Five ways to snap a photo with your iPhone

One of the major improvements for both iOS 5 and the iPhone 4S was made in the area of photography. Upgraded camera specs on the new iPhone 4S and improved software in iOS 5 make taking pictures much more appealing from your phone. These tips can help even further, giving users greater options when producing photos.

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One of the major improvements for both iOS 5 and the iPhone 4S was made in the area of photography. Upgraded camera specs on the new iPhone 4S and improved software in iOS 5 make taking pictures much more appealing from your phone. These tips can help even further, giving users greater options when producing photos.

1. Use your software shutter-release button. This is the basic iOS function that has been included since the very beginning. Open the camera app, adjust your frame and zoom level, then press the camera icon. For better shake control, try pressing and holding the camera icon button until you're ready to snap the photo, take a deep breath in to steady yourself, then release the button.

2. New to iOS 5 is the ability to use the volume (+) button to trigger the shutter. This allows users to take some photos that they may not have otherwise been able to previously. If you're in a crowded area (say, an Occupy rally), you can easily hold your iPhone high in the air and snap a photo of the madness without having to locate the software button in the camera app.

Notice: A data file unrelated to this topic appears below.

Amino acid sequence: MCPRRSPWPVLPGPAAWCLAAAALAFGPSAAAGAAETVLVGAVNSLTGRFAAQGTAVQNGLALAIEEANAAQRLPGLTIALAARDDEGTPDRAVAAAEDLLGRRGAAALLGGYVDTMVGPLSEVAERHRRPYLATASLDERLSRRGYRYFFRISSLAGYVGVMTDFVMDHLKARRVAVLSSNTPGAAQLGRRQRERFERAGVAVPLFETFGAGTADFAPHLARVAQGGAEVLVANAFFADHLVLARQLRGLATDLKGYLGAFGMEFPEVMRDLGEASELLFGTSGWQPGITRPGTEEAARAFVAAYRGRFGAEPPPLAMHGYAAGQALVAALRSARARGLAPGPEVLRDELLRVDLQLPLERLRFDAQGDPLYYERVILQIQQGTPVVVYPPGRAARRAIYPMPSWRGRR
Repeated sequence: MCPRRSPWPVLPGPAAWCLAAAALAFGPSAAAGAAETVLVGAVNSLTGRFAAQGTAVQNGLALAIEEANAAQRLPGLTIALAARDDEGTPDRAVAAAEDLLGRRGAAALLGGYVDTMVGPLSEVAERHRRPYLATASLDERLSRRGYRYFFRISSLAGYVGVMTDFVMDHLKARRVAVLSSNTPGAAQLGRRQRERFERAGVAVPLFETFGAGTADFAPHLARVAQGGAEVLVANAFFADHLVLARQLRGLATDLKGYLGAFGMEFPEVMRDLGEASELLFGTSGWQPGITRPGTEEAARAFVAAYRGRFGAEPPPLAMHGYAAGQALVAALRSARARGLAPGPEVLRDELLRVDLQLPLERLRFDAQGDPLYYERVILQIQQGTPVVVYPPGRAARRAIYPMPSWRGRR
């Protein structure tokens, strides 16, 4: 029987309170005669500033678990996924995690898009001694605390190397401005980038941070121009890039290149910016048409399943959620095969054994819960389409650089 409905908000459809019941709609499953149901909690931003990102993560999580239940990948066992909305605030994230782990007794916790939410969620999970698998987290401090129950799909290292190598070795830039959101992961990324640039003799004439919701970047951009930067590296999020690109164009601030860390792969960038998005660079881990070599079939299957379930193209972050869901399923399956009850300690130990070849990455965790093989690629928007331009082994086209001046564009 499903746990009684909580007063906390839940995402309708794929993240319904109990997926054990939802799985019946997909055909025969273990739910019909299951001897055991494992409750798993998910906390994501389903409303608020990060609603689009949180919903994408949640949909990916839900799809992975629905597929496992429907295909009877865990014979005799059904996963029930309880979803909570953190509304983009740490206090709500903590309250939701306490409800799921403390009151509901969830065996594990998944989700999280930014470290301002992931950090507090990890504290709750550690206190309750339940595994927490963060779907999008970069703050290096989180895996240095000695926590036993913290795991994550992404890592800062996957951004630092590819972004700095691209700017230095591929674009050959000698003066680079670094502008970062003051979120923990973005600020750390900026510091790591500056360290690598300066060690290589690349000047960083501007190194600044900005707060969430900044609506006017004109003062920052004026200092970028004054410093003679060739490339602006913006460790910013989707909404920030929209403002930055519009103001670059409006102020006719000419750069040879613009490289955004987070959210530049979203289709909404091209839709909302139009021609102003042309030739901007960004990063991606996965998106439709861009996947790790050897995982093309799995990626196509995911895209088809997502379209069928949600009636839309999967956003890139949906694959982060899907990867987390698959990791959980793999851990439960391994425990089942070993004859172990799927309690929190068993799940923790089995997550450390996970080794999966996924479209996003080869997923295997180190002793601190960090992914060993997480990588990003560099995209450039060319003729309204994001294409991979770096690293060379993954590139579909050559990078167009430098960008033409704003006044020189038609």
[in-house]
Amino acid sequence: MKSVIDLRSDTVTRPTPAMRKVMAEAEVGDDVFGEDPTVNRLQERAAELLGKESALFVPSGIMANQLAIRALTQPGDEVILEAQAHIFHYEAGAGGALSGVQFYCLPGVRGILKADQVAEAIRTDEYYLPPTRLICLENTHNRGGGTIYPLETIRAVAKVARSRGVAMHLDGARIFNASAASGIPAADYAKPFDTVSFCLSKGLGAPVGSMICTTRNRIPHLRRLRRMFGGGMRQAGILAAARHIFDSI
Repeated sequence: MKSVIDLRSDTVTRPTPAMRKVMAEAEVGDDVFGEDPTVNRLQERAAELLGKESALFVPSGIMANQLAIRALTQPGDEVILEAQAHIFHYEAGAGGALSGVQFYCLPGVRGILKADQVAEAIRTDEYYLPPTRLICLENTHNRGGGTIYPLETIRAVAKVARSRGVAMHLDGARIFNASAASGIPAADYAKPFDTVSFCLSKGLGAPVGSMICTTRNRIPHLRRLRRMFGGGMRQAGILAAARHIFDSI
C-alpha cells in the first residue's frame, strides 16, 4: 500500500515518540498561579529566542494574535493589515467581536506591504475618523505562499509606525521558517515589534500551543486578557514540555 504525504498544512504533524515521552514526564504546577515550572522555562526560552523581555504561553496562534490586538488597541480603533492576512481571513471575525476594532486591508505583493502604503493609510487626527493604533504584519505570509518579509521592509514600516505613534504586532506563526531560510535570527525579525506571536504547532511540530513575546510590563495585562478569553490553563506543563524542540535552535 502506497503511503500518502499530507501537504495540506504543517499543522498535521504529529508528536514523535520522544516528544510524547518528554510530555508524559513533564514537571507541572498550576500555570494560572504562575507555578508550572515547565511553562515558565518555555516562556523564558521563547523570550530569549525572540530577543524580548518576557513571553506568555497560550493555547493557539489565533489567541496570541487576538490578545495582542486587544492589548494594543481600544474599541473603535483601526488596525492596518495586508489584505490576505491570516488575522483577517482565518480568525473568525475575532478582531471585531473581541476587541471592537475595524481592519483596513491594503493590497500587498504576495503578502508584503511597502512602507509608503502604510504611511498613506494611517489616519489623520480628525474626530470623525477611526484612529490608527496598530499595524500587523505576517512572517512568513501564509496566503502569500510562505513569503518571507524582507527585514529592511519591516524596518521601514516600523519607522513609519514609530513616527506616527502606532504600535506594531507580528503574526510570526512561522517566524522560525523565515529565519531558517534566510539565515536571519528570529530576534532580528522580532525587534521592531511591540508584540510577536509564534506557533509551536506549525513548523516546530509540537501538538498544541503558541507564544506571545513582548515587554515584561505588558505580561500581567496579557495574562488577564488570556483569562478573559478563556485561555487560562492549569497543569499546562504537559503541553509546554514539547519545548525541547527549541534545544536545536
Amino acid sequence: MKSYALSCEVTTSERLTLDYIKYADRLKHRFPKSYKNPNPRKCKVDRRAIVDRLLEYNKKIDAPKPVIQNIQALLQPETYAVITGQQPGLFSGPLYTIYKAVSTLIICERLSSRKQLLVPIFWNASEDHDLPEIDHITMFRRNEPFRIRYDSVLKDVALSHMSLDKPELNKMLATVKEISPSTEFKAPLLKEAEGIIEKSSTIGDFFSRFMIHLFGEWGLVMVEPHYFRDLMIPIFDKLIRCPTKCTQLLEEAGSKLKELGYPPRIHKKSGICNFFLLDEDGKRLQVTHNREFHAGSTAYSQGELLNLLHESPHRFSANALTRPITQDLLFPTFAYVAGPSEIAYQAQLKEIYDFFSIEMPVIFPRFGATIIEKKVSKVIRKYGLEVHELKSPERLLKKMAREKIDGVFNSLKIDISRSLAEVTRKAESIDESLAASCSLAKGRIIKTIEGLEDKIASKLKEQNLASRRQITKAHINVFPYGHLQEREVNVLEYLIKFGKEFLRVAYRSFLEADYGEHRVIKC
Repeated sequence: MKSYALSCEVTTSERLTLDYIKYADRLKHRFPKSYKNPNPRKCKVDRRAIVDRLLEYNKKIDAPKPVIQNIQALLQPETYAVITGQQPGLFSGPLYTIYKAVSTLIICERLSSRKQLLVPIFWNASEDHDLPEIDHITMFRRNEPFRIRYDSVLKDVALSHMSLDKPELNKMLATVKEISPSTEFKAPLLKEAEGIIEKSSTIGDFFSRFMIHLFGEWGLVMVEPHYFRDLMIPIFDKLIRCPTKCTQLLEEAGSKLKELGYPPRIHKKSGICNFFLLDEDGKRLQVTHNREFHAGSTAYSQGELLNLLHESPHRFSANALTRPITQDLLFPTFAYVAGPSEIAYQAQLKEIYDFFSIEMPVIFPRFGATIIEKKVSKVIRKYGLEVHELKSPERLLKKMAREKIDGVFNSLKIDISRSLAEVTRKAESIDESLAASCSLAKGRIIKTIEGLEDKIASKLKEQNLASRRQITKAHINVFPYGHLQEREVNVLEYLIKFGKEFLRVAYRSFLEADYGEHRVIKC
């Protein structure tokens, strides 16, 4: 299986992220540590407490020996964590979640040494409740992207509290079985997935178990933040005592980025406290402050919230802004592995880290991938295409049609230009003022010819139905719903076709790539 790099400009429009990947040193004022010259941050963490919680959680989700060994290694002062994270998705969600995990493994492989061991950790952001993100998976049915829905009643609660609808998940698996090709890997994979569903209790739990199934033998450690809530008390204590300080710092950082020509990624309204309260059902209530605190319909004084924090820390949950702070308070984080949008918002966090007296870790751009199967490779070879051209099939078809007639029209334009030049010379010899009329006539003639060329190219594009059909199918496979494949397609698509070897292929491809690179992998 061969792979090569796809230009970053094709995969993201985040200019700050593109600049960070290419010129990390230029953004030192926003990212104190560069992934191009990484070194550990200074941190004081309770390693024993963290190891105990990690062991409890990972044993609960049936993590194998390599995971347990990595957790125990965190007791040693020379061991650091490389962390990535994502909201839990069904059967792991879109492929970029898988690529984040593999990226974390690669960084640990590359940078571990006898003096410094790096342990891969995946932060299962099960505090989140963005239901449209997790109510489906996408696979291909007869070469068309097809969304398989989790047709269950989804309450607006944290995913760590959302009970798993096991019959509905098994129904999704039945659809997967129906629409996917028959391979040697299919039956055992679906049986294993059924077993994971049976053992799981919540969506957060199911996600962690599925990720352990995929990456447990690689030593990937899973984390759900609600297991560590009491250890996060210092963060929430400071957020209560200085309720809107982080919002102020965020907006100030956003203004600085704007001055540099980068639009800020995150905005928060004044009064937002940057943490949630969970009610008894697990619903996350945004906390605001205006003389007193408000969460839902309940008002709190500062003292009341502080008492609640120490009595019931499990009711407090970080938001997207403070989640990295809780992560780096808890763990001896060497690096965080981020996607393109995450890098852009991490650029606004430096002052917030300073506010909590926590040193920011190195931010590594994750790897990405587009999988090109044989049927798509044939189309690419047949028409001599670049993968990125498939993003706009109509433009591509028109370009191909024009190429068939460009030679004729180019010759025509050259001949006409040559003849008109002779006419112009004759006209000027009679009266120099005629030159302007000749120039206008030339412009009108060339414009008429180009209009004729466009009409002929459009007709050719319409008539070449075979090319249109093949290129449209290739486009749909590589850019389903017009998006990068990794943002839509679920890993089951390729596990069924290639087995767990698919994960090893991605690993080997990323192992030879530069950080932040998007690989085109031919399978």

3. According to a hint on OS X Hints, the iOS 5 camera can also be triggered using the volume (+) button on your included iPhone headphones. This comes in handy when you are looking to shoot several shots in a row but need to keep the camera steady between each shot. Using the software or the volume (+) button on the handset makes it tough to shoot in rapid succession. By propping your iPhone on a tripod (using a third-party case) or just holding your hand steady and using the headphone volume (+) button to trigger the shutter, your photos are less likely to have motion blur, especially when attempting to capture action shots.

4. An upgrade to the previous method involves using your Bluetooth headset as a trigger mechanism for your iPhone's camera. Keep in mind that not all Bluetooth headsets may work, but any that allow you to adjust the volume of your iPhone should also be able to trigger the camera's shutter using the volume (+) button on the headset.

5. If you want to take all this a step further, try pairing a Bluetooth keyboard with your iPhone and using the volume (+) on the keypad. Apple's own Bluetooth keyboard works great for this. This use scenario is great for people that have a case that supports tripods (The Glif is a nice example, which I own).

Of course all of these methods will also start/stop video capture as well. Do you have a slick trick you like to use with your iPhone's camera? Let me know in the comments!

About the author

    Joe is a seasoned Mac veteran with years of experience on the platform. He reports on Macs, iPods, iPhones and anything else Apple sells. He even has worked in Apple retail stores. He's also a creative professional who knows how to use a Mac to get the job done.

     

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